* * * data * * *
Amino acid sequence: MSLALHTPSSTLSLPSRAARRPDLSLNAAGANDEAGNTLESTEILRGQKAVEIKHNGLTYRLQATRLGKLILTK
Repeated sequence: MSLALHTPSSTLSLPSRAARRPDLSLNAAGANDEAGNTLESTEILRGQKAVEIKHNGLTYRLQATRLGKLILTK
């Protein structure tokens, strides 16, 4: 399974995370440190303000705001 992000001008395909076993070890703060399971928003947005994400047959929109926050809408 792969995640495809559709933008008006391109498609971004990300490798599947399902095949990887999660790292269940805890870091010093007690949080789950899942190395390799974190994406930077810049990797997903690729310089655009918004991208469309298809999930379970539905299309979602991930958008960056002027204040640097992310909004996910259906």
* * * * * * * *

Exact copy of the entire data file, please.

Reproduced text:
Amino acid sequence: MSLALHTPSSTLSLPSRAARRPDLSLNAAGANDEAGNTLESTEILRGQKAVEIKHNGLTYRLQATRLGKLILTK
Repeated sequence: MSLALHTPSSTLSLPSRAARRPDLSLNAAGANDEAGNTLESTEILRGQKAVEIKHNGLTYRLQATRLGKLILTK
């Protein structure tokens, strides 16, 4: 399974995370440190303000705001 992000001008395909076993070890703060399971928003947005994400047959929109926050809408 792969995640495809559709933008008006391109498609971004990300490798599947399902095949990887999660790292269940805890870091010093007690949080789950899942190395390799974190994406930077810049990797997903690729310089655009918004991208469309298809999930379970539905299309979602991930958008960056002027204040640097992310909004996910259906």